In the early hours of Tuesday May 27, 2003, BBC Radio Five Live played host to a titanic clash of ideologies. In the bright, shiny red corner: Janice Hathy, stress management counsellor and instigator of 'The Great American Grump Out', the annual event in which Americans are urged to lighten up, hide their unhappiness and give the world a grin, preferably whilst also giving money to charity.
And in the shadowy dark blue corner: h2g2's very own P.U.D.D.I.N.G. (People United in Defence of Depression, Irritability
and Natural Grumpiness), represented by me. We'd been brought together by Five Live's Up All Night programme on the eve of the latest 'Grump Out', because it was a report of the launch of the first 'Grump Out' that first brought P.U.D.D.I.N.G. grumbling into life.
As you can see from the transcript below, Ms Hathy claims that the report that caused the first stirrings of P.U.D.D.I.N.G. was inaccurate. She denies that she ever meant to persecute the grumpy in the way that was suggested. I have already amended the P.U.D.D.I.N.G. page to reflect that. Hey, we may be grumpy, but we're reasonable... sometimes.
Curiously, the BBC Radio Five Live team rejected the opportunity to plug BBCi's h2g2. The location of P.U.D.D.I.N.G. was never mentioned, although Five Live were certainly aware of it; I'd e-mailed them the URL of the page that very day. I was introduced under my RL name. But since many of you know me as Ormondroyd, that's what I'll call myself in the following transcript.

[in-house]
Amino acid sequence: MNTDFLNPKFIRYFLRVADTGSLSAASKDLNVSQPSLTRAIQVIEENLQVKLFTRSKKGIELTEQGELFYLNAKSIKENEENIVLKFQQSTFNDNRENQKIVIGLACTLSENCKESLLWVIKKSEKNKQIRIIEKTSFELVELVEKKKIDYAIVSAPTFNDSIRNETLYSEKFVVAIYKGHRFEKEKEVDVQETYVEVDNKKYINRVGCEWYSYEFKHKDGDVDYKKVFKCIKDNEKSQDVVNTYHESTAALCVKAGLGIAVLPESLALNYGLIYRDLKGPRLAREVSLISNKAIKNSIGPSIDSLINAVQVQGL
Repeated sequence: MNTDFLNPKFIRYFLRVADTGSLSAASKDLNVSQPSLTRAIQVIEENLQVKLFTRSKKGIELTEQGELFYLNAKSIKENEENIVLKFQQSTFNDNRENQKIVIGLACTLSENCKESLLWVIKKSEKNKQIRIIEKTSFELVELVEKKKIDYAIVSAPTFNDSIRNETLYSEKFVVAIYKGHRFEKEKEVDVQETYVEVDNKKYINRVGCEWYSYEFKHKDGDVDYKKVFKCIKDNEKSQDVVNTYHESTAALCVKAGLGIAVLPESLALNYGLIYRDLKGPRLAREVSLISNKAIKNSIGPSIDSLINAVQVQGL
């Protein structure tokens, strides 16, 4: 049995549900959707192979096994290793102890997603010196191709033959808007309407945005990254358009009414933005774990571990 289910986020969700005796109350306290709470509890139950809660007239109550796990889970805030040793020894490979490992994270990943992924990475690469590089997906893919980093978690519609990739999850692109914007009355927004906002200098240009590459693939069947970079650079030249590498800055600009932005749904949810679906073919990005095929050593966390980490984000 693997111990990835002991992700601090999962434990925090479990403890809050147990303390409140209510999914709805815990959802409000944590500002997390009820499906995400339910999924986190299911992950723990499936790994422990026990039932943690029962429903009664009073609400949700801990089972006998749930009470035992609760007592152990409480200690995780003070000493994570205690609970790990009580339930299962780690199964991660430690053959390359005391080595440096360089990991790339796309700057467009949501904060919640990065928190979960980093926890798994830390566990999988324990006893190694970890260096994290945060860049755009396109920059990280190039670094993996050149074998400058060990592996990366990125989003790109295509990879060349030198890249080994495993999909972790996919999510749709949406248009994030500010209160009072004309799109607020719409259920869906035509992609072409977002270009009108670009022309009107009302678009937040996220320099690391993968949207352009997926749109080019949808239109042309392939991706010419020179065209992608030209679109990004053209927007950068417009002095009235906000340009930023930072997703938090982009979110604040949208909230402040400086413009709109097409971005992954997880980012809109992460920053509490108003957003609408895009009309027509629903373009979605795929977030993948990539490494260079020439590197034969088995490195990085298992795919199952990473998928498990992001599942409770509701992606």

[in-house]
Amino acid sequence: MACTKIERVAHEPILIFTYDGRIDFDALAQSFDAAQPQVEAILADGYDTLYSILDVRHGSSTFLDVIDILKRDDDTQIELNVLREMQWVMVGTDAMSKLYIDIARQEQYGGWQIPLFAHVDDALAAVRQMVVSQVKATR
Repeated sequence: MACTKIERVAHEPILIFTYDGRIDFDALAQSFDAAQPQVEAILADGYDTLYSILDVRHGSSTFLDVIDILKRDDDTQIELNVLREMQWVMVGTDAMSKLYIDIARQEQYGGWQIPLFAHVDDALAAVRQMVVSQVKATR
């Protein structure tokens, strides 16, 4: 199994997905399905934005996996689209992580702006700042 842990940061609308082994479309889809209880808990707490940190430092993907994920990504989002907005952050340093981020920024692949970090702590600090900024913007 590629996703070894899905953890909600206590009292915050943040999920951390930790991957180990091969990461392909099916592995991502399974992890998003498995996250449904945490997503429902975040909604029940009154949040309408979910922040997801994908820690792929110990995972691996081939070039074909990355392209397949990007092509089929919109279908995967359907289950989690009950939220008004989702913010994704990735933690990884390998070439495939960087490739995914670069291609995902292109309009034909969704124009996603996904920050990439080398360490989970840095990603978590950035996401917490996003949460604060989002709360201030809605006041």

The interview was pre-recorded just under two hours before transmission. Perhaps the Five Live folks feared that the air might turn blue when I clashed with Ms Hathy - especially as I'd only been told a matter of seconds before the recording that she was also going to be involved in the discussion.
The daunting task of mediating in the confrontation fell to Up All Night presenter Richard Dallyn, and it was he who got the whole thing under way.
Dallyn: Well, it'll either make you laugh or cry. Tomorrow, in the States, a group calling itself Smile Mania is staging 'The Great American Grump Out'. It will mount 'Grump Patrols',
don clown noses, blow bubbles and hand out bananas in an attempt to cheer up millions. I spoke with Janice Hathy, the organiser of 'The Great American Grump Out' - but, to balance all this happiness out, I was also joined by Dave Jennings, the founder of P.U.D.D.I.N.G., or People United in Defence of Depression, Irritability and Natural Grumpiness. I began by asking Janice whether she and her group were trying to force happiness on us?
Hathy: Is that what you believe? Do you believe you're being forced? That something - it's like being a hostage, if there's a gun held to your head or something? No. It's all about free choice. And since stress is America's number one health problem, the goals of Smile Mania and the 'Grump Out' are to help people better understand the connection between negative attitudes, stress and the health problems we have today.
Dallyn: Do you think that Americans, or maybe even the rest of us, need this kind or cheering-up session? We're in a bad way, are we, at the moment?